Still, it could reasonably asked why the soldier would not turn away at the last moment nonetheless. Even a marginal chance for survival beats certain death, and a life of shame is still more evolutionarily advantageous for that individual than the grave, if only marginally so. I think the answer is that the split-second decision to jump on the grenade is not rational. The virtue of self-sacrifice is deeply ingrained in the group, both fueled by and fostering strong in-group cohesion. Even if the concept that a virtue of self-sacrifice increases the likelihood of survival for all is not precisely articulated, it is intuitively understood that what is good for the group is, on average, good for the individual. When the moment comes, the soldier does not pause to ponder the possible consequences of his decision; he reacts swiftly and instinctively.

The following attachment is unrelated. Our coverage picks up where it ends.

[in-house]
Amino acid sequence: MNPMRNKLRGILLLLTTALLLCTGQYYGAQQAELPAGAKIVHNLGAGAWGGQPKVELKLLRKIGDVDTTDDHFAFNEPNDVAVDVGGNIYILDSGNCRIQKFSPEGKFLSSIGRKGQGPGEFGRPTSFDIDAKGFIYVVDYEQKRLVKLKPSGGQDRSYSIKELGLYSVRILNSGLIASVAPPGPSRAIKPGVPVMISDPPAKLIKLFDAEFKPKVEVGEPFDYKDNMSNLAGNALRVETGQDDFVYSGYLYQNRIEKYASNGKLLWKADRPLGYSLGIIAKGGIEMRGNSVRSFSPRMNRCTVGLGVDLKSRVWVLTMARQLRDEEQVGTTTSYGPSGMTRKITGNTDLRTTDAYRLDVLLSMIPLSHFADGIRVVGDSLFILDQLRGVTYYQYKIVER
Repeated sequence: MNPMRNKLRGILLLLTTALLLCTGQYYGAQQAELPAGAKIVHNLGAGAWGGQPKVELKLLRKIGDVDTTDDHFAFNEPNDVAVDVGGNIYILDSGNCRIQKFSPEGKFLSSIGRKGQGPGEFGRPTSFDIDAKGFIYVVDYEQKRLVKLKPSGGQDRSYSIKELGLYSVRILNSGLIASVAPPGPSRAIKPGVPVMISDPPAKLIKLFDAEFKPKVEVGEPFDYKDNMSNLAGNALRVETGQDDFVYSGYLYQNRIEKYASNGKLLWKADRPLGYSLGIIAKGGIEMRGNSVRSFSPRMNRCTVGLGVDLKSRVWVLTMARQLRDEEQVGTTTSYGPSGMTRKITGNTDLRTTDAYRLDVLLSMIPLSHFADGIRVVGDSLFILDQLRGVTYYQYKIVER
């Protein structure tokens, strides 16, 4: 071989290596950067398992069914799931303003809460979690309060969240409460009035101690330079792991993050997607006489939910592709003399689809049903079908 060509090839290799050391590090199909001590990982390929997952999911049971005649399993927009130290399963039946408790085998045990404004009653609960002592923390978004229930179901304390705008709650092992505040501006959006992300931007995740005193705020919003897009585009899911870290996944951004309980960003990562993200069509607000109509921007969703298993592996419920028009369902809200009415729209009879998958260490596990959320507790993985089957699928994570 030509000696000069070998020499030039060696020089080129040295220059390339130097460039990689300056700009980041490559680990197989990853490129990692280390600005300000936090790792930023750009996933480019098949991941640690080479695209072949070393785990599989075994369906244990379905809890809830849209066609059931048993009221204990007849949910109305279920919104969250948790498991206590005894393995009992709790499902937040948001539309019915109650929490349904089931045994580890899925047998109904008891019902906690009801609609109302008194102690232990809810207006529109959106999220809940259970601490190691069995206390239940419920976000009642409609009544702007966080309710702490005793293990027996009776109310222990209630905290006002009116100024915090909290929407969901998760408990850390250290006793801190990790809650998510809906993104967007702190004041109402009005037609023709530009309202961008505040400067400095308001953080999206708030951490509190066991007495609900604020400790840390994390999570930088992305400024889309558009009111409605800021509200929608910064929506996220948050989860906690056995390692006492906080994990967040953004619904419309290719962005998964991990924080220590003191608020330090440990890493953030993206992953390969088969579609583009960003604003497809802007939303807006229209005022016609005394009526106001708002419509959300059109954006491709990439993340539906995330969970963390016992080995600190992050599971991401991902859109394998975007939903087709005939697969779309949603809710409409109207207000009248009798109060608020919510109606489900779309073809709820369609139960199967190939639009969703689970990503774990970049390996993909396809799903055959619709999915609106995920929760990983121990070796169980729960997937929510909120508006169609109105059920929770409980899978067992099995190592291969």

This comports with the explanation Richard Dawkins has given that some altruism may essentially be misdirected reciprocal behavior (misdirected in an evolutionary sense, not a moral one). The quintessential example is giving aid to impoverished people in Africa. Clearly, aside from a sense of pride in helping others, there is little if any obvious reciprocal benefit to be had. There are a couple of explanations here, however. One is that the idea that charitable acts is virtuous is itself a cultural norm, and that does indeed square with reciprocal altruism since any of us could easily find ourselves in a situation in which we needed others' help. A society in which charity is noble is indeed a better society for all. Given that, helping someone in Africa — even though the Africans likely cannot reciprocate — can be seen as a boon to one's social status, itself a strong evolutionary advantage.